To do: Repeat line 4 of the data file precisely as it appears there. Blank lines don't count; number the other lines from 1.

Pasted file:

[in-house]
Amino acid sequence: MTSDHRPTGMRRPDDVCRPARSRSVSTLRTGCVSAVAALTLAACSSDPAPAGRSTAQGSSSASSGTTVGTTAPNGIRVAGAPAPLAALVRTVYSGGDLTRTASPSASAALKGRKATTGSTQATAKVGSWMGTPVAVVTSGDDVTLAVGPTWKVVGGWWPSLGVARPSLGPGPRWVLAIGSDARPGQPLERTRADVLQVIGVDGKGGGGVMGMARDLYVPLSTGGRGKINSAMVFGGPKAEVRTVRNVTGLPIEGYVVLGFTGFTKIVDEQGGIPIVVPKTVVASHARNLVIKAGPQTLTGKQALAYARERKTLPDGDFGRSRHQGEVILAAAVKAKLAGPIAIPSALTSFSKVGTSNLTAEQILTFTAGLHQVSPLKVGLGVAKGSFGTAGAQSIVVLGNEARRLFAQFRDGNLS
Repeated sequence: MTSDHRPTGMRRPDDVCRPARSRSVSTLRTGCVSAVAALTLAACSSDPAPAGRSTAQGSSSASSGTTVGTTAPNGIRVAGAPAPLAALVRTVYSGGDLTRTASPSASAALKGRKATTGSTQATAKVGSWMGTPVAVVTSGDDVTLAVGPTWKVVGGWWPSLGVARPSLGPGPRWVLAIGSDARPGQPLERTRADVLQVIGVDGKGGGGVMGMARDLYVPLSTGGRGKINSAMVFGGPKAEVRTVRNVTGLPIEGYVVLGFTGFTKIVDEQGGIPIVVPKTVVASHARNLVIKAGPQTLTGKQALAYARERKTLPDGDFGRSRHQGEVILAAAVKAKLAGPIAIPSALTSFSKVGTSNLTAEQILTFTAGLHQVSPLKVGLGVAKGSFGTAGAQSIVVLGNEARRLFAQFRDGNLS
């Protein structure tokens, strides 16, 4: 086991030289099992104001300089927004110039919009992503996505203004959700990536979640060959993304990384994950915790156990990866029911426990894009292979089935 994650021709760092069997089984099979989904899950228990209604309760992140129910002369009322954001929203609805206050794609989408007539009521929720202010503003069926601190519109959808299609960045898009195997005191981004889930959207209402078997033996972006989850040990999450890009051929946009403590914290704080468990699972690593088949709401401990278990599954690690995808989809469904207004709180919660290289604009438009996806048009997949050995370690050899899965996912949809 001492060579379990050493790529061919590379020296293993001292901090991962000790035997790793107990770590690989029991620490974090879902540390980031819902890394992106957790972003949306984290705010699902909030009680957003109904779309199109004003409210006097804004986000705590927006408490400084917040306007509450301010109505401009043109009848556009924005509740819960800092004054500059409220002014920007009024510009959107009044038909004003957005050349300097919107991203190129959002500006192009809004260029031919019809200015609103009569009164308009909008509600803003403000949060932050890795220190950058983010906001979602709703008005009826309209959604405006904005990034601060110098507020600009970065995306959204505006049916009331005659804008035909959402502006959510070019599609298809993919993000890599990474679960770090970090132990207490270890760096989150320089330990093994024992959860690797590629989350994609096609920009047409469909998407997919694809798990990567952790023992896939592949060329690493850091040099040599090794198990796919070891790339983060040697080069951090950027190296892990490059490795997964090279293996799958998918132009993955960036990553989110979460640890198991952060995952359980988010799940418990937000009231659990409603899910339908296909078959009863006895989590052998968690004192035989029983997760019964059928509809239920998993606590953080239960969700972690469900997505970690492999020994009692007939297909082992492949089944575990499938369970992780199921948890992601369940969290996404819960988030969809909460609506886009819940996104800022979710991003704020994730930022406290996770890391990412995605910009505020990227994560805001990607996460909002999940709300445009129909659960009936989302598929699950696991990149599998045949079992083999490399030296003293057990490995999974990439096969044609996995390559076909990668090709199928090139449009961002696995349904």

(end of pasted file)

């Protein structure tokens, strides 16, 4: 086991030289099992104001300089927004110039919009992503996505203004959700990536979640060959993304990384994950915790156990990866029911426990894009292979089935 994650021709760092069997089984099979989904899950228990209604309760992140129910002369009322954001929203609805206050794609989408007539009521929720202010503003069926601190519109959808299609960045898009195997005191981004889930959207209402078997033996972006989850040990999450890009051929946009403590914290704080468990699972690593088949709401401990278990599954690690995808989809469904207004709180919660290289604009438009996806048009997949050995370690050899899965996912949809 001492060579379990050493790529061919590379020296293993001292901090991962000790035997790793107990770590690989029991620490974090879902540390980031819902890394992106957790972003949306984290705010699902909030009680957003109904779309199109004003409210006097804004986000705590927006408490400084917040306007509450301010109505401009043109009848556009924005509740819960800092004054500059409220002014920007009024510009959107009044038909004003957005050349300097919107991203190129959002500006192009809004260029031919019809200015609103009569009164308009909008509600803003403000949060932050890795220190950058983010906001979602709703008005009826309209959604405006904005990034601060110098507020600009970065995306959204505006049916009331005659804008035909959402502006959510070019599609298809993919993000890599990474679960770090970090132990207490270890760096989150320089330990093994024992959860690797590629989350994609096609920009047409469909998407997919694809798990990567952790023992896939592949060329690493850091040099040599090794198990796919070891790339983060040697080069951090950027190296892990490059490795997964090279293996799958998918132009993955960036990553989110979460640890198991952060995952359980988010799940418990937000009231659990409603899910339908296909078959009863006895989590052998968690004192035989029983997760019964059928509809239920998993606590953080239960969700972690469900997505970690492999020994009692007939297909082992492949089944575990499938369970992780199921948890992601369940969290996404819960988030969809909460609506886009819940996104800022979710991003704020994730930022406290996770890391990412995605910009505020990227994560805001990607996460909002999940709300445009129909659960009936989302598929699950696991990149599998045949079992083999490399030296003293057990490995999974990439096969044609996995390559076909990668090709199928090139449009961002696995349904």